Format

Send to

Choose Destination
J Neurophysiol. 2016 Jan 1;115(1):92-9. doi: 10.1152/jn.00654.2015. Epub 2015 Oct 28.

Vision is superior to touch in shape perception even with equivalent peripheral input.

Author information

1
Krieger Mind/Brain Institute, Johns Hopkins University, Baltimore, Maryland; Department of Biomedical Engineering, Johns Hopkins University, Baltimore, Maryland;
2
Department of Psychological and Brain Sciences, Indiana University, Bloomington, Indiana; and.
3
Krieger Mind/Brain Institute, Johns Hopkins University, Baltimore, Maryland; Department of Neuroscience, Johns Hopkins University, Baltimore, Maryland;
4
Department of Organismal Biology and Anatomy, University of Chicago, Chicago, Illinois sliman@uchicago.edu.

Abstract

Results from previous studies suggest that two-dimensional spatial patterns are processed similarly in vision and touch when the patterns are equated for effective size or when visual stimuli are blurred to mimic the spatial filtering of the skin. In the present study, we measured subjects' ability to perceive the shape of familiar and unfamiliar visual and tactile patterns to compare form processing in the two modalities. As had been previously done, the two-dimensional tactile and visual patterns were adjusted in size to stimulate an equivalent number of receptors in the two modalities. We also distorted the visual patterns, using a filter that accurately mimics the spatial filtering effected by the skin to further equate the peripheral images in the two modalities. We found that vision consistently outperformed touch regardless of the precise perceptual task and of how familiar the patterns were. Based on an examination of both the earlier and present data, we conclude that visual processing of both familiar and unfamiliar two-dimensional patterns is superior to its tactile counterpart except under very restricted conditions.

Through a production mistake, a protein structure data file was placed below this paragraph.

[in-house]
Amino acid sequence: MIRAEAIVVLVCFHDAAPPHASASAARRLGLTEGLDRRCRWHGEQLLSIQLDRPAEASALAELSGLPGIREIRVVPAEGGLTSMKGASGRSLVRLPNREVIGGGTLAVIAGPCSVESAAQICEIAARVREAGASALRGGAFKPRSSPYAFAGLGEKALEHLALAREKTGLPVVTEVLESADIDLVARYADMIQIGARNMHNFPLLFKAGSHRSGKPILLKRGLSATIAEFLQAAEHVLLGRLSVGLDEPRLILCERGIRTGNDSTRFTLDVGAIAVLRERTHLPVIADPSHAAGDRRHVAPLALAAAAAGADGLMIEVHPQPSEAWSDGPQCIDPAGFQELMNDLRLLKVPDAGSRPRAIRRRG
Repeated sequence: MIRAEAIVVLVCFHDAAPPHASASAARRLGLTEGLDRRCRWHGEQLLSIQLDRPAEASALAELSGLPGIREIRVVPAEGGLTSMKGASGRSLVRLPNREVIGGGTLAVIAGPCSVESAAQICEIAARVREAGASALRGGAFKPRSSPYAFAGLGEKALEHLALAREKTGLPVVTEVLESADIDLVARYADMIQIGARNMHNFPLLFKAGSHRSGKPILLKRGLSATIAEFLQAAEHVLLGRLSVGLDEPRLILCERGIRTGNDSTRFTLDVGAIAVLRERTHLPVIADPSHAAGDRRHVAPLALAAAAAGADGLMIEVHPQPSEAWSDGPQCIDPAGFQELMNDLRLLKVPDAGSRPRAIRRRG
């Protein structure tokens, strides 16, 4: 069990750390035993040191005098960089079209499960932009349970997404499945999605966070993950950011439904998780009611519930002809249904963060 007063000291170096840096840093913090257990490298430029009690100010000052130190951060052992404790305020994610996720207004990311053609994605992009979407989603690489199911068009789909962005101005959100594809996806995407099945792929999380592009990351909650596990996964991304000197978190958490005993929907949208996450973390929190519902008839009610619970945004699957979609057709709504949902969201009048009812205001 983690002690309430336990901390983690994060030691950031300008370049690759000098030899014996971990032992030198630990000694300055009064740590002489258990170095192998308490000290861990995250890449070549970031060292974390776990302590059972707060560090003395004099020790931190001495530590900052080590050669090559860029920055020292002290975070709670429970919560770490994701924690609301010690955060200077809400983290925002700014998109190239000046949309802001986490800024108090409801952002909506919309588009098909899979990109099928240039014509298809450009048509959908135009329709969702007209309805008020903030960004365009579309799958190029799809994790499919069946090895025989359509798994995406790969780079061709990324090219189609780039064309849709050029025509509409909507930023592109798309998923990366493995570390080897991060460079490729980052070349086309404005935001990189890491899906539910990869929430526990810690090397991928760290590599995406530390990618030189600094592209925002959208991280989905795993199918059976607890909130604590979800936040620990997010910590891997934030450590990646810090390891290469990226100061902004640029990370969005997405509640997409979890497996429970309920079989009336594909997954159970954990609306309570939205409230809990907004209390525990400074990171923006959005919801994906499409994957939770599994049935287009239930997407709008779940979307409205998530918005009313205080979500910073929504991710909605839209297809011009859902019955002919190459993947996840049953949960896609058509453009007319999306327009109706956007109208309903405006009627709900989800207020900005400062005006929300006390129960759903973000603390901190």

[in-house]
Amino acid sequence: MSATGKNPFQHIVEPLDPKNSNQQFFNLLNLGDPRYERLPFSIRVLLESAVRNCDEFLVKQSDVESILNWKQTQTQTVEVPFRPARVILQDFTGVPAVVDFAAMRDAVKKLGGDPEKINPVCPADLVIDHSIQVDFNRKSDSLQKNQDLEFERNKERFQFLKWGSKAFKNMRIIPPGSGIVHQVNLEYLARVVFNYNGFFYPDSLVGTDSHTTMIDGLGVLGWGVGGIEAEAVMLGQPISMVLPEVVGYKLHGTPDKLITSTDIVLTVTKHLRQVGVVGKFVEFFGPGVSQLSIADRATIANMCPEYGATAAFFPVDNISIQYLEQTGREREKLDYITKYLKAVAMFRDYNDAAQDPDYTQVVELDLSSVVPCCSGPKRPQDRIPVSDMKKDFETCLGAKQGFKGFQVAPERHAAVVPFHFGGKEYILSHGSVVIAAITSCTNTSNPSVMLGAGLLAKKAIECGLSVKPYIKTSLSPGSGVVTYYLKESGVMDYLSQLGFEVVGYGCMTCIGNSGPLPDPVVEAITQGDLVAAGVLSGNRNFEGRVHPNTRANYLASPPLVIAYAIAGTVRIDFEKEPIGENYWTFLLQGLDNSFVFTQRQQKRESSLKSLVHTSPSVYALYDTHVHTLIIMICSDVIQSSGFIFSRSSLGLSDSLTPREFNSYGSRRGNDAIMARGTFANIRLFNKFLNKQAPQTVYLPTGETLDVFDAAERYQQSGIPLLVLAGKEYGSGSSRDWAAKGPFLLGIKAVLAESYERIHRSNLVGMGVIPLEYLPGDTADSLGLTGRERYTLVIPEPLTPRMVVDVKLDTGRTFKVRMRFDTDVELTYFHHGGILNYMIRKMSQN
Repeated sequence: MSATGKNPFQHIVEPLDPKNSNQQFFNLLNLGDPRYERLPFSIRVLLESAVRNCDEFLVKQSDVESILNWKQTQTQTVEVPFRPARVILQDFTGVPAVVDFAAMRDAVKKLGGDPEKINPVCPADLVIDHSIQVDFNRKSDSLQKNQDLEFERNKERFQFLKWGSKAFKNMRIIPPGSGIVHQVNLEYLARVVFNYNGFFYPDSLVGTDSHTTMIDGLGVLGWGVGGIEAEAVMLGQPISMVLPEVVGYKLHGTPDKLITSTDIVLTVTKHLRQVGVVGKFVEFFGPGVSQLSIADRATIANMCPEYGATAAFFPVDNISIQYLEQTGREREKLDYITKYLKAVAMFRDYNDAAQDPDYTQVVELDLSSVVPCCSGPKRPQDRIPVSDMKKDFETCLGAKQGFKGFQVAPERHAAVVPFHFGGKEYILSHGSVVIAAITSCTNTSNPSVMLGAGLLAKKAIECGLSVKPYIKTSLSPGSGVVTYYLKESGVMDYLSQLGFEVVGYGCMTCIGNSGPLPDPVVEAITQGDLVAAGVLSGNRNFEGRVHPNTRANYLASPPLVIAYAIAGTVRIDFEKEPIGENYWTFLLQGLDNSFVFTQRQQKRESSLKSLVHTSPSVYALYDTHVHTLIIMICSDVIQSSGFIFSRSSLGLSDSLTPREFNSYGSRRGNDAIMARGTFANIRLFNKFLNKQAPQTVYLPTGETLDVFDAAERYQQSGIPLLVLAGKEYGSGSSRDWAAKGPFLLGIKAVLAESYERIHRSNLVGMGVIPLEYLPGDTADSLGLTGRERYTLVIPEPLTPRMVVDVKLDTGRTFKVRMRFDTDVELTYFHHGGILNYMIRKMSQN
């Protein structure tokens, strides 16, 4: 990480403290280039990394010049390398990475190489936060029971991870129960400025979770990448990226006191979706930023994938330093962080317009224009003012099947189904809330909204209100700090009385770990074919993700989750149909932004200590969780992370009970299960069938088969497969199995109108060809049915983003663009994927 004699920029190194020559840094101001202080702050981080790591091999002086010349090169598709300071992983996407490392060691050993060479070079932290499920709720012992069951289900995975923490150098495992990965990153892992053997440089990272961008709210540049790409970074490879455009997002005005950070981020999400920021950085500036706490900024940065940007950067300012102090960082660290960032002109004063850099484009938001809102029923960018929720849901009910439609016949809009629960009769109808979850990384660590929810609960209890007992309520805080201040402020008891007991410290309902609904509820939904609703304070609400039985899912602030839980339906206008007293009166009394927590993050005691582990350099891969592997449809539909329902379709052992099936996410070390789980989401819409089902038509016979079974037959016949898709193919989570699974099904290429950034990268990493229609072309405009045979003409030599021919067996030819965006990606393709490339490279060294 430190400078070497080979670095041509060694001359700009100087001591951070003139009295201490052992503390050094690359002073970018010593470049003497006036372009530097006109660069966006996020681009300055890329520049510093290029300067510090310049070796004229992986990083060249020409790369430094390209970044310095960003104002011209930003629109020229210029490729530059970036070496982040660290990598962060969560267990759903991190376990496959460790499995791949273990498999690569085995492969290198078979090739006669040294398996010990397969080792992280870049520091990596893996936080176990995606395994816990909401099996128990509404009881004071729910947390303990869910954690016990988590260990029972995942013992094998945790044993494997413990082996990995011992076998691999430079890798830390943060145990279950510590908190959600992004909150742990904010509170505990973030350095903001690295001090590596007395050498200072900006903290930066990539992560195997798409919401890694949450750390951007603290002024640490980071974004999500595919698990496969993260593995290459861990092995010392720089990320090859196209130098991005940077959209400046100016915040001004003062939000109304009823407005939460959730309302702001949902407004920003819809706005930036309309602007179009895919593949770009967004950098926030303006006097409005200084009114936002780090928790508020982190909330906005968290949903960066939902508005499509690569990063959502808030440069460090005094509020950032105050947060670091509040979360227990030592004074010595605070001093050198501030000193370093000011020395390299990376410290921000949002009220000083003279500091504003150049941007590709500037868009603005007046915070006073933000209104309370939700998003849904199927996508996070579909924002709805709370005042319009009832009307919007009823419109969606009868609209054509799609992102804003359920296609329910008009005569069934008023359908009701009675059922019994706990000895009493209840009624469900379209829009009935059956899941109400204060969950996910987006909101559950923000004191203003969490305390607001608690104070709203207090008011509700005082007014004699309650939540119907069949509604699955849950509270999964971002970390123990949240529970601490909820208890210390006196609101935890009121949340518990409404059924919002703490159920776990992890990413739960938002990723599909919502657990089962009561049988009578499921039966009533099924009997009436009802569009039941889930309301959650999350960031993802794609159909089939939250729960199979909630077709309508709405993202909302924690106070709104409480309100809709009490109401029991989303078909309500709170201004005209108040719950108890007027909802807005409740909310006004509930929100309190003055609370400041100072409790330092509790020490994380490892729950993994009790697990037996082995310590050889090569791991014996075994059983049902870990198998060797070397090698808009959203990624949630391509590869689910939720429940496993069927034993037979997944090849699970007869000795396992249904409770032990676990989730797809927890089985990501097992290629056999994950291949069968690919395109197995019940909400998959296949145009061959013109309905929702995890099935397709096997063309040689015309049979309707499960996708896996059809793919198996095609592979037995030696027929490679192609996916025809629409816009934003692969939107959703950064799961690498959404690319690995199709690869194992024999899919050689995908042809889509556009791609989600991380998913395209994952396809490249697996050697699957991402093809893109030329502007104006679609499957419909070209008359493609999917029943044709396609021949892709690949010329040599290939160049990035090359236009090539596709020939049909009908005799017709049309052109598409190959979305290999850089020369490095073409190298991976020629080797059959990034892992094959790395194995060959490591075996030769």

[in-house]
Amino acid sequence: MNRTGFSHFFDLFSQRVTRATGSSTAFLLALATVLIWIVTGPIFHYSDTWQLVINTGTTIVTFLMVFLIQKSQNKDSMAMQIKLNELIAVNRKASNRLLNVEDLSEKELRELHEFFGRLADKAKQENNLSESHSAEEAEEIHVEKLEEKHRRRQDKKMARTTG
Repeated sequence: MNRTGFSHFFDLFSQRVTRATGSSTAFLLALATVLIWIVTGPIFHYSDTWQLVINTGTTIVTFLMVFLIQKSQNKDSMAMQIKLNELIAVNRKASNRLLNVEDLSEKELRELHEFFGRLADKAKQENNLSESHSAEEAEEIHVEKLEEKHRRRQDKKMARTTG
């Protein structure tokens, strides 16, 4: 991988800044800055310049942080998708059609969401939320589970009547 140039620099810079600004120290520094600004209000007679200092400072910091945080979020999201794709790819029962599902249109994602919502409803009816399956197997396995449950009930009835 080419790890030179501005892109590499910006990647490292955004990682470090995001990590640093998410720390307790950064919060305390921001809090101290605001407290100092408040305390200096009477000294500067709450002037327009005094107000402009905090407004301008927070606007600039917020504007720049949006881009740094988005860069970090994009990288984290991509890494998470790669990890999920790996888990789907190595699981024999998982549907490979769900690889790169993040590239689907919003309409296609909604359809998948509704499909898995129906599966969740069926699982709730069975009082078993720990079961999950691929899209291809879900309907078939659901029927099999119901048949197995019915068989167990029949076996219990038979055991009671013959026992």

KEYWORDS:

identification; matching; psychophysics; receptor density; skin mechanics

PMID:
26510760
PMCID:
PMC4760472
DOI:
10.1152/jn.00654.2015
[Indexed for MEDLINE]
Free PMC Article

Supplemental Content

Full text links

Icon for Atypon Icon for PubMed Central
Loading ...
Support Center